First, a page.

Reuters: The dollar inched up on Thursday after minutes from the Federal Reserve’s last meeting revived expectations for a possible U.S. rate hike this year while investors shifted their focus back to trade issues for fresh directional cues. The greenback had risen slightly against the yen and trimmed losses versus the euro late on Wednesday after the Fed, in the minutes of its latest meeting in January, said the U.S. economy and its labor market remained strong, prompting some expectations of at least one more interest rate hike this year. The dollar index against a basket of six major currencies added 0.1 percent to 96.569, crawling away from a two-week trough of 96.286 marked on Wednesday. The Fed caught markets off guard last month after it took a dovish turn in its commentary, widely read as a sign it would suspend a three-year campaign to raise interest rates.


“The dollar drew some lift as the minutes appeared to have appeased market participants who were clinging to views that the Fed would hike rates one more time this year - but all in all, the minutes were in line with what the Fed said in January,” said Daisuke Karakama, chief market economist at Mizuho Bank. “The market’s focal point will now shift back to trade. The U.S.-China trade negotiation deadline could be extended and that may mean Europe and Japan could be faced with trade issues.” U.S. President Donald Trump on Wednesday said the United States would impose tariffs on European car imports if it cannot reach a trade deal with the European Union. The dollar was a shade weaker at 110.75 yen after rising 0.25 percent overnight.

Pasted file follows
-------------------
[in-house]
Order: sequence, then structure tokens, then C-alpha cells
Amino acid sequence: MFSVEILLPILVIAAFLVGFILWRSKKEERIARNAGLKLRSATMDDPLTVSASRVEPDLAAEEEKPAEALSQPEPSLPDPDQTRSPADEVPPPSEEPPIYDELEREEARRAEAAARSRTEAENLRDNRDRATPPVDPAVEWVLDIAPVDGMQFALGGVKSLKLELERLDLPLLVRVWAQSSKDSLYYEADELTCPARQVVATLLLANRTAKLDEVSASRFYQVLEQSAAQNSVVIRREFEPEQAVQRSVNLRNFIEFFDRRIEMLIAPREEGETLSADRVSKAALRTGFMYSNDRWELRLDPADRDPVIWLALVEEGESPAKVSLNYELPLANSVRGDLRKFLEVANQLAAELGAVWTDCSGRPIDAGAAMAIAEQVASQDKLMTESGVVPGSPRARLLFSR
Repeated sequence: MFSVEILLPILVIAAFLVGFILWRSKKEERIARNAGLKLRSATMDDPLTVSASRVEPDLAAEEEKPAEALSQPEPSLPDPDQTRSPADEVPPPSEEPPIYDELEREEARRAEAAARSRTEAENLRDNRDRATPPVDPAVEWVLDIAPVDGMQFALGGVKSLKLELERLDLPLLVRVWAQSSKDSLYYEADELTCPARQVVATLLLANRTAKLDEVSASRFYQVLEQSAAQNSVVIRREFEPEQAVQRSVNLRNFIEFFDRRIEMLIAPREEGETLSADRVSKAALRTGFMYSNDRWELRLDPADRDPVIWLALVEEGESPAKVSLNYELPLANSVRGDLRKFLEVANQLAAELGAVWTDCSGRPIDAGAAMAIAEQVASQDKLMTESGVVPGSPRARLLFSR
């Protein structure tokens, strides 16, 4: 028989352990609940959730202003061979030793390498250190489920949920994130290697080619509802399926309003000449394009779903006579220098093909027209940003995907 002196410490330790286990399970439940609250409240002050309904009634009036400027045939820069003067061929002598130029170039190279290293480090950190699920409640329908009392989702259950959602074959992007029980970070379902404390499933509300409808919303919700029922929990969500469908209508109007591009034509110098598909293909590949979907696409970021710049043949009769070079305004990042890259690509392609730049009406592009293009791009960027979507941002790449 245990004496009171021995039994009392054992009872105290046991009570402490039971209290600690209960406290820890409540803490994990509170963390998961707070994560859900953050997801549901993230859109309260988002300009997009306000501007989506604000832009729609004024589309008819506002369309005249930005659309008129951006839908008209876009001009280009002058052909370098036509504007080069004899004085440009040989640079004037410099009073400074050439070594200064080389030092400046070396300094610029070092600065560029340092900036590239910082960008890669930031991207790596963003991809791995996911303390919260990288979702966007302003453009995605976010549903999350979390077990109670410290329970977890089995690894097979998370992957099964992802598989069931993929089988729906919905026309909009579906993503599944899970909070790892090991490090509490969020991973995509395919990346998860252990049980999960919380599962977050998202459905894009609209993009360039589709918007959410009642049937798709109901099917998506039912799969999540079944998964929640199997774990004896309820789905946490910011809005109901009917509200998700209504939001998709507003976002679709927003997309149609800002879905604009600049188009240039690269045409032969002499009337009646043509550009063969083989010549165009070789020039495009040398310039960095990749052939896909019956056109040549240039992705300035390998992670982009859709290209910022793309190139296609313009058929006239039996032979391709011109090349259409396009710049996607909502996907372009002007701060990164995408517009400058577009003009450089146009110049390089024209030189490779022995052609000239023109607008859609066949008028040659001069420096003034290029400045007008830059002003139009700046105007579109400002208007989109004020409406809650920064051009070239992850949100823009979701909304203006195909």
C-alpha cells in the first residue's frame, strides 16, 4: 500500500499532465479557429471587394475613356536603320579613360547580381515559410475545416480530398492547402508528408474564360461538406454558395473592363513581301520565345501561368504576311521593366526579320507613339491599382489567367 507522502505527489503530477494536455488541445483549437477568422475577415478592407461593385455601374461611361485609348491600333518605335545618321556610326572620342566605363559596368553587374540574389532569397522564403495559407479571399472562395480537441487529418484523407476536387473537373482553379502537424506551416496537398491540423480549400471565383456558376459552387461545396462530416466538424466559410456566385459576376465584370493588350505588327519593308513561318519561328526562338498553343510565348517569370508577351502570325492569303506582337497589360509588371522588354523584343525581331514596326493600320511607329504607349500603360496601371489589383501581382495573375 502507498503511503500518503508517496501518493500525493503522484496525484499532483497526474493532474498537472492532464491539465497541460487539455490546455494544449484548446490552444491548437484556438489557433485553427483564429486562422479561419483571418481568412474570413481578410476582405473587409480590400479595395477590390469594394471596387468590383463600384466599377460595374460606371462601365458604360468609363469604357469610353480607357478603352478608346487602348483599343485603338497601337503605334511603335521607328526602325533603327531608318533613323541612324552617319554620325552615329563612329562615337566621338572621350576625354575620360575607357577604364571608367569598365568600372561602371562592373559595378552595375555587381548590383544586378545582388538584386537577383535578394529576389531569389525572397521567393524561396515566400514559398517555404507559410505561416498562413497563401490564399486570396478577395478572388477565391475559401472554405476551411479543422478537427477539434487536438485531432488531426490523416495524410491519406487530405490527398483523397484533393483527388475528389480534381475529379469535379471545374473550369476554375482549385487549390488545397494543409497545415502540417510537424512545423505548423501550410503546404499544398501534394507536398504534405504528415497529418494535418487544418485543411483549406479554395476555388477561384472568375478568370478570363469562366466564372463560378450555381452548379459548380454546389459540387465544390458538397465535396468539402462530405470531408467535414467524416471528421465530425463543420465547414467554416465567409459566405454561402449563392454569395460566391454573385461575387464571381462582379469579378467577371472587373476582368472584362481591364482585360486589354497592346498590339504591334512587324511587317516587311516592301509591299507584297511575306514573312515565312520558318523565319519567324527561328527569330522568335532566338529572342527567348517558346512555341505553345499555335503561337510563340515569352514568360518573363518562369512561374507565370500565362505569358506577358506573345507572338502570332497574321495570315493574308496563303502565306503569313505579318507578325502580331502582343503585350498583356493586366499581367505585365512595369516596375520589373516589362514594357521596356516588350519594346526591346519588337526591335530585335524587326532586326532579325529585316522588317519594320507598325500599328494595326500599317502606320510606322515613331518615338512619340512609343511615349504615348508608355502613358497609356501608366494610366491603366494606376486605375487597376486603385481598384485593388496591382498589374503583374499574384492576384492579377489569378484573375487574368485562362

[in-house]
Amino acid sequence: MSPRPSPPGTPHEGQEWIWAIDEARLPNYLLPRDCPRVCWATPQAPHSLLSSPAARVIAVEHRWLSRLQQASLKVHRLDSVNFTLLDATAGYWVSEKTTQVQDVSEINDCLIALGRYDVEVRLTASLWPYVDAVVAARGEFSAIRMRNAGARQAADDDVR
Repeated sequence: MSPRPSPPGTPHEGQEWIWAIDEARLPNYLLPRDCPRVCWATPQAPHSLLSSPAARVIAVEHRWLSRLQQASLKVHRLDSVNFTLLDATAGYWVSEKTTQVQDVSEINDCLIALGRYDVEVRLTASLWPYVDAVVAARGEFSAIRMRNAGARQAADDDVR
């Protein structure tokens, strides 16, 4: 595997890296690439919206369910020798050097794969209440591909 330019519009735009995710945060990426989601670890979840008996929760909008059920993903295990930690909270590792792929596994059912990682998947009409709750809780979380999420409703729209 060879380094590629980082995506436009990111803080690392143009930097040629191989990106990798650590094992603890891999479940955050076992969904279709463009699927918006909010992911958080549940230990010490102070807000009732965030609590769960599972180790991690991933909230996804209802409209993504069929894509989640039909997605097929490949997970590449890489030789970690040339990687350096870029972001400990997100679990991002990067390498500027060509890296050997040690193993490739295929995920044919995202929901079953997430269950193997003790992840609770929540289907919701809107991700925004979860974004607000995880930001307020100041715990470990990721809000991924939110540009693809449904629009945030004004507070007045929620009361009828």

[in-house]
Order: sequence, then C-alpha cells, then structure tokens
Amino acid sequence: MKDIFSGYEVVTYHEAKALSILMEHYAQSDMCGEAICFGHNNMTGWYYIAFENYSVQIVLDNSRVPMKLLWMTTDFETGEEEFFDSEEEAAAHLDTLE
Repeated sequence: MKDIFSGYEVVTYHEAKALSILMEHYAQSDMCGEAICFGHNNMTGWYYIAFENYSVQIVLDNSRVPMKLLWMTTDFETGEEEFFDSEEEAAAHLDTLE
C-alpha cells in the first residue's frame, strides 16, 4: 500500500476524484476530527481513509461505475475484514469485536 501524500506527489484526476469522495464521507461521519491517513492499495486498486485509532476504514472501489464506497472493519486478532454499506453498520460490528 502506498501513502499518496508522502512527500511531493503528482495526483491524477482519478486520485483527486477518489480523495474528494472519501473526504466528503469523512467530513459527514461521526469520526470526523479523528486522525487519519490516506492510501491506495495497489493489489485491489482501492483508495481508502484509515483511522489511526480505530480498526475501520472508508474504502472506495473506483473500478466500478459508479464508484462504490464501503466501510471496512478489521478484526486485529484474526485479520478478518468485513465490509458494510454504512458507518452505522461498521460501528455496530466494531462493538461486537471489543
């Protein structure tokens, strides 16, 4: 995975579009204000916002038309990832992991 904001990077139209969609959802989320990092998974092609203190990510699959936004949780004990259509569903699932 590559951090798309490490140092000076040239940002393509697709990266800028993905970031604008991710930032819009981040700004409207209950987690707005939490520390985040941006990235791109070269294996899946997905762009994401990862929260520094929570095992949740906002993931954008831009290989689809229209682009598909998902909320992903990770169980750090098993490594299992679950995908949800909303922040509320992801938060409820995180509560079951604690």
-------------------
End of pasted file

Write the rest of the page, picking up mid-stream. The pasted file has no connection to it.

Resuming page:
South African Rand

EWN: The rand was largely flat in afternoon dealings on Wednesday, recouping the bulk of losses suffered after finance minister Tito Mboweni presented the annual national budget. After an initial negative reaction to the budget, the currency settled down as traders assessed its impact on South Africa’s sovereign credit ratings. The rand was 0.6% weaker at 13.9600 per dollar by 0552 GMT, having earlier touched a low of 14.3700. “It was a tough budget, but the right things have been said by the finance minister which may be enough to avoid a credit ratings downgrade,” said Jan Sluis-Cremer, forex trader at Rand Marchant Bank in Johannesburg. Mboweni unveiled a $5 billion injection over coming years into cash-strapped utility Eskom in his maiden budget that also forecast wider deficits, rising debt and slower economic growth.